0000030: 3e 9f 7f 2e e7 3b 68 ac f7 8b 3f c0 c5 e2 57 73 >....;h...?...Ws
0000040: 2d bc f3 02 e8 89 8b a3 eb be cf a1 ae 3b 33 84 -............;3.
0000050: 01 66 1a 23 d7 40 8c 06 d0 eb e6 fa aa 96 12 17 .f.#.@..........
0000060: 11 bc f8 d0 e0 6d 96 e2 d0 f1 b3 41 c7 8a 74 19 .....m.....A..t.
0000070: 3d b8 fc 77 2b 2c ce 88 05 86 d6 9e d5 f5 4c 37 =..w+,........L7
0000080: b0 9e ab 46 75 a1 37 f1 5d 5b 36 dd 86 e5 6e 15 ...Fu.7.][6...n.
0000090: a4 09 b4 0c 40 a7 01 1d 2a 8d a8 49 e4 ac 23 1d ....@...*..I..#.
00000a0: 25 c5 55 53 02 be 66 c7 dd bd c3 4a 28 9d 39 57 %.US..f....J(.9W
00000b0: 6f 11 92 ca 94 8a a5 87 38 4e 1d 25 17 60 3a 2d o.......8N.%.`:-
00000c0: 51 5a 96 55 7e 04 7a 41 aa b1 84 c4 88 10 fd 28 QZ.U~.zA.......(
00000d0: 04 37 64 68 ab 58 1e 0c 66 99 de a6 4c 34 2e 51 .7dh.X..f...L4.Q
00000e0: 19 96 fc a7 ea 01 6d de b4 2b 59 01 52 1b 1c 6e ......m..+Y.R..n
00000f0: 92 eb 38 5c 22 68 6f 69 60 e9 ab 17 60 6e e9 6b ..8\"hoi`...`n.k
0000100: 44 d6 52 44 33 fd 72 c9 7a 95 28 b2 a8 91 12 88 D.RD3.r.z.(.....
0000110: 74 0a 7b 10 59 16 ab 44 5a 4e d8 17 e5 d8 a8 a3 t.{.Y..DZN......
0000120: 97 09 27 d9 7b bf 8a fc ca 6b 2a a5 11 28 89 09 ..'.{....k*..(..
0000130: 76 3a 19 3a 93 3b b6 2d eb 2c 9c dc 45 a9 65 1c v:.:.;.-.,..E.e.
0000140: f9 be d5 37 27 6e aa cf 22 54                   ...7'n.."T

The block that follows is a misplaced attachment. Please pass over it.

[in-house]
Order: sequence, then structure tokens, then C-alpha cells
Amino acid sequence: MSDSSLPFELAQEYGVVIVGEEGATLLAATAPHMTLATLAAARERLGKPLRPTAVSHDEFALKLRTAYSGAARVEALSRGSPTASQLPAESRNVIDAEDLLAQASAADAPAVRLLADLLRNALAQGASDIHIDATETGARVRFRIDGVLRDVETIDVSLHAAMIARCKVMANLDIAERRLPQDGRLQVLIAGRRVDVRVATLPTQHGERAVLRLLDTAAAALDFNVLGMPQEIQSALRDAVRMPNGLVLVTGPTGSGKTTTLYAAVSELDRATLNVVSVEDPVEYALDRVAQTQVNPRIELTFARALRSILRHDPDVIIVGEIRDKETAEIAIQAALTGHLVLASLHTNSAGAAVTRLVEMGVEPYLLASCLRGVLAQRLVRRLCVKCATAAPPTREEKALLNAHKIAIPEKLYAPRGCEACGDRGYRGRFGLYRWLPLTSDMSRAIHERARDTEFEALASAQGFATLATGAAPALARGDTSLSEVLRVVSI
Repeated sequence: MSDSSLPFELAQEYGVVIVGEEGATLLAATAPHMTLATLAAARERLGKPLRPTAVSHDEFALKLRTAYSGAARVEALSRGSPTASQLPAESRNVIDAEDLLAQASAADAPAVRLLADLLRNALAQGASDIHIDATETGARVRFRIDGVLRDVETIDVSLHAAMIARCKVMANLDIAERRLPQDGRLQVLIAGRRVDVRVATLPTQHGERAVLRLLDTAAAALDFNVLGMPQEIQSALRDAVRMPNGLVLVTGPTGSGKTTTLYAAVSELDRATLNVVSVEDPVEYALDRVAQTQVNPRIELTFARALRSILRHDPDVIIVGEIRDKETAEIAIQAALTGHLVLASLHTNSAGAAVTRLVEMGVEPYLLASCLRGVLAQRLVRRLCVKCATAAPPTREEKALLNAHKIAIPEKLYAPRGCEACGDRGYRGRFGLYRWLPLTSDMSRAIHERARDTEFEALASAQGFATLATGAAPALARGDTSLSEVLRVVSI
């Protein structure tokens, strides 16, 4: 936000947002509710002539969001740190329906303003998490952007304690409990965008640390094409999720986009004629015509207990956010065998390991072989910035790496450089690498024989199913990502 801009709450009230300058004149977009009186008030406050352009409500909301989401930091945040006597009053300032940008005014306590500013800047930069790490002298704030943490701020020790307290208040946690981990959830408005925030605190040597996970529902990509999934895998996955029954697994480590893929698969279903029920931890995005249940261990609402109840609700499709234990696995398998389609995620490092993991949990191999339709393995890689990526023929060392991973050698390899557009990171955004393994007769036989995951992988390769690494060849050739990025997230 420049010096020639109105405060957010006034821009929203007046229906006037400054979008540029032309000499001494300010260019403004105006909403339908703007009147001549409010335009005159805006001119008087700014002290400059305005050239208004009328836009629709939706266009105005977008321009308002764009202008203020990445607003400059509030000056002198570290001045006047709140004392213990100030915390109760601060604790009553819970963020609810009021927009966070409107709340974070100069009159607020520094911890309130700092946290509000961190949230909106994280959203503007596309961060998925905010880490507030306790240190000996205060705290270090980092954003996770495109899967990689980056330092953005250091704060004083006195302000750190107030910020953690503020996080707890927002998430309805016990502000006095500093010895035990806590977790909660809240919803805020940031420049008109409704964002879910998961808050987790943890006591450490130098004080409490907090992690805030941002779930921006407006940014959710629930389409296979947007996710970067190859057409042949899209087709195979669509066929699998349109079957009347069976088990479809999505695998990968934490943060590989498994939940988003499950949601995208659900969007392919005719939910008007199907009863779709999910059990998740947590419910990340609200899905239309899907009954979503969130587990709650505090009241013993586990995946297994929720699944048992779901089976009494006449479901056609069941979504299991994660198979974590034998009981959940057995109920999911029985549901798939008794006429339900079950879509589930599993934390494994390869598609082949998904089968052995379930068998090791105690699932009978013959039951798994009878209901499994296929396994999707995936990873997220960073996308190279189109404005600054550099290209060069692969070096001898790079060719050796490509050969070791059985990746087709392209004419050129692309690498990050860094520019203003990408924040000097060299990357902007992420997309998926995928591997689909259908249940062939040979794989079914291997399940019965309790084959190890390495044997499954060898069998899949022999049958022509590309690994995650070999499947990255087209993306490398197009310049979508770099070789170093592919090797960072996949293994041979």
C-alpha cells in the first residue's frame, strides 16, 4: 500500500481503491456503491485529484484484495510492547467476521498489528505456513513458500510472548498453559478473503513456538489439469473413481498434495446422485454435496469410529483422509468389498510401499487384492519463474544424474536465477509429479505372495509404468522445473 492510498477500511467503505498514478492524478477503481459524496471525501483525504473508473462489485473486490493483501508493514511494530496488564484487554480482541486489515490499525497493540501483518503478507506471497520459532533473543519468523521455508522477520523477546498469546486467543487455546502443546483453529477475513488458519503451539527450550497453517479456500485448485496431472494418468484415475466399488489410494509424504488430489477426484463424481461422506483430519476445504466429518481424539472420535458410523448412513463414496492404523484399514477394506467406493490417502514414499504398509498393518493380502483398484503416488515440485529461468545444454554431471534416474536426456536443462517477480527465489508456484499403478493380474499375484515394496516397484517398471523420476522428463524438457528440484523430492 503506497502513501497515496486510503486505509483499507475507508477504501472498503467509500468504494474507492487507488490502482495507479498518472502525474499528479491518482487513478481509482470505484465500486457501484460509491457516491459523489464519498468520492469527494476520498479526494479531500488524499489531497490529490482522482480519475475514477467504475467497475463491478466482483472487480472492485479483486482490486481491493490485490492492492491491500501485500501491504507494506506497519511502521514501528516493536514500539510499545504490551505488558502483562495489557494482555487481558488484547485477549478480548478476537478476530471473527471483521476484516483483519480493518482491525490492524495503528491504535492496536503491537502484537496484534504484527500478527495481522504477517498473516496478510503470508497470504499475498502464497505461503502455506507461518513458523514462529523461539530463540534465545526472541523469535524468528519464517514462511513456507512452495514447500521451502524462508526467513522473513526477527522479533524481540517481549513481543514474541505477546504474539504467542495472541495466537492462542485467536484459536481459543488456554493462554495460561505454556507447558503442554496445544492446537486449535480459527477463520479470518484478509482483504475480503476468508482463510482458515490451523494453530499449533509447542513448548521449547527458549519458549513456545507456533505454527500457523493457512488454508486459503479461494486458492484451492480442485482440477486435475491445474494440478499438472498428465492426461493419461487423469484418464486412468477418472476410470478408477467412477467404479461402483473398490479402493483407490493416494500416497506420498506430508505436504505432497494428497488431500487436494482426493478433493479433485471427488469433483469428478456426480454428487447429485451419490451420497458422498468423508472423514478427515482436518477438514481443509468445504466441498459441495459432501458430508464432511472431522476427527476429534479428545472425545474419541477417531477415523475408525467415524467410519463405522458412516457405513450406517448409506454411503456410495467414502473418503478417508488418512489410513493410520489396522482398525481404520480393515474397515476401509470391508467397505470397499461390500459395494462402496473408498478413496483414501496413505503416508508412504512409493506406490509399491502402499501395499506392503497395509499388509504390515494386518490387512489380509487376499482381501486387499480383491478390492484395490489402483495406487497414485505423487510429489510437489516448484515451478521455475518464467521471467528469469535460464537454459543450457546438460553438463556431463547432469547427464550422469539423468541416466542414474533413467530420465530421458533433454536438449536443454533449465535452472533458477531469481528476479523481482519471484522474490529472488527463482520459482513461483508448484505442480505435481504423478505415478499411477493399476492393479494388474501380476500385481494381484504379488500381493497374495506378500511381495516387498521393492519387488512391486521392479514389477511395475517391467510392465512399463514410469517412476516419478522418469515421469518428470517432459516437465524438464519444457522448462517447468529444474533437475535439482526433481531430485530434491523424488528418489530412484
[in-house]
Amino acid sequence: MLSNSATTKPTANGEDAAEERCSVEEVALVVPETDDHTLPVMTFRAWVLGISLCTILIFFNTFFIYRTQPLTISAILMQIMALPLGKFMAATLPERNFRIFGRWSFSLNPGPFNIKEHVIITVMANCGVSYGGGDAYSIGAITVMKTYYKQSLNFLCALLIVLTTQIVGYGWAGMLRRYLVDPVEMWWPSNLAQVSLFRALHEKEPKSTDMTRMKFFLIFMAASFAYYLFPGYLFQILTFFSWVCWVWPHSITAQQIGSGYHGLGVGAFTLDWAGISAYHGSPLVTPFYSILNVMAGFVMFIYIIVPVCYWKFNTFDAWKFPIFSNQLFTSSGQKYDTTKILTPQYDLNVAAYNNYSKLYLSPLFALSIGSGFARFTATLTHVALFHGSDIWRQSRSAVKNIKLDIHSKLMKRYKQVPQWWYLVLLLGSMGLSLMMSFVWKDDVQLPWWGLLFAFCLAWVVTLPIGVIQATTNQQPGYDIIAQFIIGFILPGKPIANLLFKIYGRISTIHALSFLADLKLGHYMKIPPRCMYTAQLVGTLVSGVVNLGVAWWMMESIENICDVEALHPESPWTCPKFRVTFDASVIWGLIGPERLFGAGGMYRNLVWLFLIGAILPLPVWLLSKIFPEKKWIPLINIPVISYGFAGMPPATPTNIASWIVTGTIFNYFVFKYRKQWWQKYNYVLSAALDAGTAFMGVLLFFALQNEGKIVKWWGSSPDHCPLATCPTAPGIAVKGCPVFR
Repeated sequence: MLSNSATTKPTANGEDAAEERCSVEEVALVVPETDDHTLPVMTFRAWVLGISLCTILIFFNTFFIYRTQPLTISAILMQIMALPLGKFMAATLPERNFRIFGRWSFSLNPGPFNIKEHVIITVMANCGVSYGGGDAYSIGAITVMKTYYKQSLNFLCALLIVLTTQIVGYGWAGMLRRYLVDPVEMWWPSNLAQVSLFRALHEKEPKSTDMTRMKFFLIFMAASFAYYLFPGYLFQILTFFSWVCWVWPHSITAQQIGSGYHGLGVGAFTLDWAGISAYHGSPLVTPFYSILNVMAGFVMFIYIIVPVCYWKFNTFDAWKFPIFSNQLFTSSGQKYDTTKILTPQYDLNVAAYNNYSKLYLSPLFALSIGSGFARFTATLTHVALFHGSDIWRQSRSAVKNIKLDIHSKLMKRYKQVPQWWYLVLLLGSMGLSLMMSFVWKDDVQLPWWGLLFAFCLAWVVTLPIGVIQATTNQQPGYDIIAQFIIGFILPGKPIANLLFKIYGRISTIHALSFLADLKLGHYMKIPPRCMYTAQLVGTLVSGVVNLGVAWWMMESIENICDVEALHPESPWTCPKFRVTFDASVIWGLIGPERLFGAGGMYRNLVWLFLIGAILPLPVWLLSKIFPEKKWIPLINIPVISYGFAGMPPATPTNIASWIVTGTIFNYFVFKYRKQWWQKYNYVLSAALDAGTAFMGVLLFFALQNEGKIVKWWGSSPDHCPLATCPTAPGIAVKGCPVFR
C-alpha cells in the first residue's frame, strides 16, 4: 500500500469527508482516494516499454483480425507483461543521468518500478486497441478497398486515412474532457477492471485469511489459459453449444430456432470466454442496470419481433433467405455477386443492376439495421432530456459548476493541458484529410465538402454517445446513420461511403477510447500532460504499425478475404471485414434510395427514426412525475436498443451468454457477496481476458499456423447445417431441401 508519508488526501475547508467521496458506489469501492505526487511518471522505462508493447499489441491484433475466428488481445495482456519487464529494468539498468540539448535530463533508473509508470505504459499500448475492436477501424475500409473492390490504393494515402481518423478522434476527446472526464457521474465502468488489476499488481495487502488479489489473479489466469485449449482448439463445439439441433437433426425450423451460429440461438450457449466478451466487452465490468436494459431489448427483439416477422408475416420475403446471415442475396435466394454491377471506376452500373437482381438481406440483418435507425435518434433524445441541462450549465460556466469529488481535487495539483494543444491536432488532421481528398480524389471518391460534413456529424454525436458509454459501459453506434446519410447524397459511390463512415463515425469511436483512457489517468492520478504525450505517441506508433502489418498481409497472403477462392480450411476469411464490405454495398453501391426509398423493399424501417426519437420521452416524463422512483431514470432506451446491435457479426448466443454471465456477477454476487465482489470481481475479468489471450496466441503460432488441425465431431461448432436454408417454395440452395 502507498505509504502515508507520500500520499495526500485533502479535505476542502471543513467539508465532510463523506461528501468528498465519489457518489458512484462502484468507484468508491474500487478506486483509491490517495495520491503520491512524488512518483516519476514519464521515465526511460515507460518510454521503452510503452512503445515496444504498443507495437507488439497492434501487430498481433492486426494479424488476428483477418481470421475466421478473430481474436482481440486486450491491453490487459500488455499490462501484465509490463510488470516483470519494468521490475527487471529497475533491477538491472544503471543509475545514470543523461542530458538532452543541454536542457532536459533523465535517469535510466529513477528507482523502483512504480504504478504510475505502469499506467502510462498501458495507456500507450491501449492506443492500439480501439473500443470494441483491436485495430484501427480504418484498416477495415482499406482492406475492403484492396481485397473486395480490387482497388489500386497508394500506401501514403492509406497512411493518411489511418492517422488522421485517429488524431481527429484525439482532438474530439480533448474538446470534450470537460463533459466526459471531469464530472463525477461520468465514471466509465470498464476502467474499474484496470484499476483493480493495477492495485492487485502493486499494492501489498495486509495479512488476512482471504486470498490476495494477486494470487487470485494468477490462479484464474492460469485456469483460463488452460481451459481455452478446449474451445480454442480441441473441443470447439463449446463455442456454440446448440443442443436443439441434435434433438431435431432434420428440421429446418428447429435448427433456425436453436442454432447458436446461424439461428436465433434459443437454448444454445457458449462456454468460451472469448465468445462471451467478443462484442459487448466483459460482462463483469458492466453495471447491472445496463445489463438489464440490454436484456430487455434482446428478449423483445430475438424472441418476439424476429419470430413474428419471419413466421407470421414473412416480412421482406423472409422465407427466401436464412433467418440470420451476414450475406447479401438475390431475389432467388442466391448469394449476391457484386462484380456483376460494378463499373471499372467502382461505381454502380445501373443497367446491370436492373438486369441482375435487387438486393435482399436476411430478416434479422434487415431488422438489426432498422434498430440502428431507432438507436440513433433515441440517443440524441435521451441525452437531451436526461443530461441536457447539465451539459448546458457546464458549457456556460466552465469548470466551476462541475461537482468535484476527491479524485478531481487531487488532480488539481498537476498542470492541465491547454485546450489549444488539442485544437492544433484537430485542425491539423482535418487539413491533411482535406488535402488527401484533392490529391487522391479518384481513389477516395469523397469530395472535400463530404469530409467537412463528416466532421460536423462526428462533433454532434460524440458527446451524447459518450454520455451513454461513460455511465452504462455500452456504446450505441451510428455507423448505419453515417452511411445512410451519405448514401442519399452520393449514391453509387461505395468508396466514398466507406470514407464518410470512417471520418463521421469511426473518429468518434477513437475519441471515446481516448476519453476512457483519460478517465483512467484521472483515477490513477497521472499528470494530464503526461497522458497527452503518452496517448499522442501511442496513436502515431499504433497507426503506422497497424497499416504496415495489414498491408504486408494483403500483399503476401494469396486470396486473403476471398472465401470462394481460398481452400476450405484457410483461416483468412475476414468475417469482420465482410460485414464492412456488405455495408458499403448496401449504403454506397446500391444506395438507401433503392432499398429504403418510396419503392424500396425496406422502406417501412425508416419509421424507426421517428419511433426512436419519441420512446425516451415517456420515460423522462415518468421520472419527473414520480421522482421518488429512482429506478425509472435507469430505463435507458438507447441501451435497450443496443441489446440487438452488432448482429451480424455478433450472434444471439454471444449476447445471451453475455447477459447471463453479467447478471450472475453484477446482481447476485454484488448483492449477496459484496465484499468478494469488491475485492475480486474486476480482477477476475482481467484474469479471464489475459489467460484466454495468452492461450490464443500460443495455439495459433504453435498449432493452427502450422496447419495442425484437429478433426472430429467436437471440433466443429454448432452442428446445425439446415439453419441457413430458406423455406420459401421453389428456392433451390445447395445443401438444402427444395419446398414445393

Encodes the count of the number of 0-9 in each number.

Try it online!

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0
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Python 2, 358 204 bytes

-6 bytes thanks to @JonathanFrech

from itertools import*
R=range
S=sorted
A=[]
for i in R(40):
 B=(i>31)*10
 for c in combinations_with_replacement(R(10),i-B):t=sum(d**i for d in c);A+=[t]*(S(map(int,str(t)))==S(S(c)+R(B)))
print S(A)[1:]

In my computer, it ran in 11 and a half hours.

How it works?

Only one thing is hardcoded, the fact that from 32 digits onwards, all armstrong numbers have the digits 0 to 9. This is handled by the uses of the variable B in the code. It's speed goes down significantly as the number of combinations reduces a lot.

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  • 1
    \$\begingroup\$ Python's + operator for lists is defined to work with other sequences, so you can replace A+=[t] with A+=t, to save a byte. \$\endgroup\$ – Jonathan Frech Sep 16 '17 at 7:50
  • 1
    \$\begingroup\$ sorted appears three times, so you can replace all occurences with Z and define Z=sorted. \$\endgroup\$ – Jonathan Frech Sep 16 '17 at 7:54
  • \$\begingroup\$ Since it is Python 2, you can replace your for-loop indentation (4 spaces) with one tab and save another six bytes. \$\endgroup\$ – Jonathan Frech Sep 16 '17 at 7:57
  • \$\begingroup\$ @JonathanFrech t is not a sequence, so i can't do A+=t, i was using tabs and spaces to save bytes, it must have exchanged back when i copied the code earlier, thanks \$\endgroup\$ – Felipe Nardi Batista Sep 16 '17 at 11:21
  • \$\begingroup\$ @JonathanFrech i misread your comment about the A+t,. i didn't see the comma there \$\endgroup\$ – Felipe Nardi Batista Sep 16 '17 at 11:40